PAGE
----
Besides just messaging and staying in touch with your friends. Twitter can be a vital tool in finding answers to current, obscure or otherwise immediate questions fairly quickly and with high relevance. While Yahoo! Answers and a Google query or two can provide answers to most of your questions, it's always better to hear it first-hand from people in the know right now.
Provided you have a reasonably large network of followers, you can ask a general question and expect answers replied to you in short order. If you don't have a large network, you can use hash-mark tags (as discussed in Twitology 101) to increase the exposure of your question and get answers from complete strangers interested in the topic.
Many times you can even expect to hear from leading industry professionals, freelancers and others intrested in the topic. In my case, I'm usually talking about website or graphic design and one question I recently tweeted about was whether to use Drupal or Joomla for revamping my local church's website. This was on my Christnology account and I didn't have a huge following, so I used 3 hash-tags to increase exposure: #joomla #drupal and #cms (for Content Management System). Almost immedately, I got several tweets personally recommending Drupal over Joomla due to its expandability, free add-on modules and advanced featureset. Nice!
... But it's even more than that... much more.
Twitter is slowly taking over many of my online habits. Instead of searching Google for the latest and greatest on various topics (usually related to web development and upcoming technologies), I find myself searching Twitter. One great Twitter search engine I recently came across is Topsy.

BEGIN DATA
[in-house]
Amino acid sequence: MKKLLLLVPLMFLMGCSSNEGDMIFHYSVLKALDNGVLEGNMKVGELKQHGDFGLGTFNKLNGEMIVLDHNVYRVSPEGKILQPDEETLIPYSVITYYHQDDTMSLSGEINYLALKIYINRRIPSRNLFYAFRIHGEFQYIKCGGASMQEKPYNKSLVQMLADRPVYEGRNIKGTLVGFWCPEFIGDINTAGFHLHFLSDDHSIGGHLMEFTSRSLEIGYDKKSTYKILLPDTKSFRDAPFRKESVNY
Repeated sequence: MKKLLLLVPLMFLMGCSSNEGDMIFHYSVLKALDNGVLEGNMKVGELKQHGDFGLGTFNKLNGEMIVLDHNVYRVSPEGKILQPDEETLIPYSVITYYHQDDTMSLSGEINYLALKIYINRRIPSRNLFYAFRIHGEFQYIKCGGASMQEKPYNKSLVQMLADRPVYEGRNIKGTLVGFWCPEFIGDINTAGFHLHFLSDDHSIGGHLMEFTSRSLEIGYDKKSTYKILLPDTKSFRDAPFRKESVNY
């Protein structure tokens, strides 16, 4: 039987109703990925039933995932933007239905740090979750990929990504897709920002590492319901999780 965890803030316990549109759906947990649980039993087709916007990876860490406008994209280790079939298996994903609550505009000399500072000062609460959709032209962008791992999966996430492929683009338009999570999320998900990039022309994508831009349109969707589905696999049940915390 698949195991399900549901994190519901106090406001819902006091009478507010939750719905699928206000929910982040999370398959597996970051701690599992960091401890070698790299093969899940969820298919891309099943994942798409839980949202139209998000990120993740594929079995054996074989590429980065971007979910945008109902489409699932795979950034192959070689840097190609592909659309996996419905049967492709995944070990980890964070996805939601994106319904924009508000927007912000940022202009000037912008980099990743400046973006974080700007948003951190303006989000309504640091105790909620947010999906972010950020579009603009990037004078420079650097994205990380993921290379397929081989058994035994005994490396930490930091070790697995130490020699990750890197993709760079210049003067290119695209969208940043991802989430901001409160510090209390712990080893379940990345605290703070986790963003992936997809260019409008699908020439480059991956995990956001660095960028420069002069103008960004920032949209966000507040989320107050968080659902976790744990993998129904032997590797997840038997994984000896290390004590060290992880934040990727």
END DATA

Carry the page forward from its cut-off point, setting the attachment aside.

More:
It's no secret: Even Google is intimidated by Twitter.
Why? Think about it: Twitter is a massive hub of what people are talking about right now. It is therefore inherently current, fresh and active. You won't find stale links here. While Google's thousands of search spiders are constantly scouring the web to index what it thinks is relevant and useful, Twitter has an army of human spiders directly linking to what really is relevant and useful.
We judge Google search results by their link title and description. Hardly do we have the time or even ability to check timestamps on returned results, resulting in outdated and/or useless data. We are also at the mercy of the web author's discretion. The author decides what the title and description is, this is essentially a marketing pitch that is at best misleading or at worst grossly over exaggerated. We rely on Google's search algorithm to find and weed out these culprits, but at the end of the day it's a machine making the decision and the accuracy will never reach that of a human's.
With Twitter, the title AND description is limited to 140 characters. That means people get straight to the point. Not much room for exaggeration.
It's also current. You see the tweets as they come, and the more people are talking about a certain topic, the more coverage and related links you'll find through Twitter.
There are dozens of websites dedicated just to tracking current trending topics on Twitter. Save perhaps for another post, here are a couple that are particularly useful:
- WhatTheTrend: A user-edited wiki-style directory of current Twitter trending topics. Find out exactly why a certain topic is trending right now.
- TweetMeme: Follow the most popular links on Twitter right now.
- Almost.at: It's almost like being there! Follow people that are at Real-World events in Real-Time.
Still Not Sold?
TIME wrote a great article on Twitter along with some real-world applications and how it's changing the way we live. A little sensationalistic, perhaps, but still a great read nonetheless.
If this article doesn't convince you otherwise, I don't know what will:
TIME: How Twitter Will Change the Way We Live
(Photo from Article)
What About Christianity?
What about it? That's next week's topic!
Continue onto Tweet Tweet III: Real Journalism...